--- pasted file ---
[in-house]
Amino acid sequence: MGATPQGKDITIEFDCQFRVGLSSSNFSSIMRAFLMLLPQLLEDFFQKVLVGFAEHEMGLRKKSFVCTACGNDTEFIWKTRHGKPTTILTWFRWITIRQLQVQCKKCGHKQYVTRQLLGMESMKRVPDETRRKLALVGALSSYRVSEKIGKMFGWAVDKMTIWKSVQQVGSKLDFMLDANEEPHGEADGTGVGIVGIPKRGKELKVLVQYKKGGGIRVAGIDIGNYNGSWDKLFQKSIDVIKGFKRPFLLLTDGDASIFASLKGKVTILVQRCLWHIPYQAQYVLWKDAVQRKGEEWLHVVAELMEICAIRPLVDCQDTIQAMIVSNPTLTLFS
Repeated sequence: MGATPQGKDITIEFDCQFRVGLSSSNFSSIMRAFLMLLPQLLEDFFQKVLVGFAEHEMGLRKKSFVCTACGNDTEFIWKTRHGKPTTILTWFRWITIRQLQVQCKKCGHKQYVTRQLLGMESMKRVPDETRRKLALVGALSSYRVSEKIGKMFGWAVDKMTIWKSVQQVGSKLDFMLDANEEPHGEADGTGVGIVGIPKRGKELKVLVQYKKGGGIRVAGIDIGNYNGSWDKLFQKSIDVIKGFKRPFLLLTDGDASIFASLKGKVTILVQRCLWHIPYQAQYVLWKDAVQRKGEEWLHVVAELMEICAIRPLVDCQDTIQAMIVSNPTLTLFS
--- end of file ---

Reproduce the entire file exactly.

[in-house]
Amino acid sequence: MGATPQGKDITIEFDCQFRVGLSSSNFSSIMRAFLMLLPQLLEDFFQKVLVGFAEHEMGLRKKSFVCTACGNDTEFIWKTRHGKPTTILTWFRWITIRQLQVQCKKCGHKQYVTRQLLGMESMKRVPDETRRKLALVGALSSYRVSEKIGKMFGWAVDKMTIWKSVQQVGSKLDFMLDANEEPHGEADGTGVGIVGIPKRGKELKVLVQYKKGGGIRVAGIDIGNYNGSWDKLFQKSIDVIKGFKRPFLLLTDGDASIFASLKGKVTILVQRCLWHIPYQAQYVLWKDAVQRKGEEWLHVVAELMEICAIRPLVDCQDTIQAMIVSNPTLTLFS
Repeated sequence: MGATPQGKDITIEFDCQFRVGLSSSNFSSIMRAFLMLLPQLLEDFFQKVLVGFAEHEMGLRKKSFVCTACGNDTEFIWKTRHGKPTTILTWFRWITIRQLQVQCKKCGHKQYVTRQLLGMESMKRVPDETRRKLALVGALSSYRVSEKIGKMFGWAVDKMTIWKSVQQVGSKLDFMLDANEEPHGEADGTGVGIVGIPKRGKELKVLVQYKKGGGIRVAGIDIGNYNGSWDKLFQKSIDVIKGFKRPFLLLTDGDASIFASLKGKVTILVQRCLWHIPYQAQYVLWKDAVQRKGEEWLHVVAELMEICAIRPLVDCQDTIQAMIVSNPTLTLFS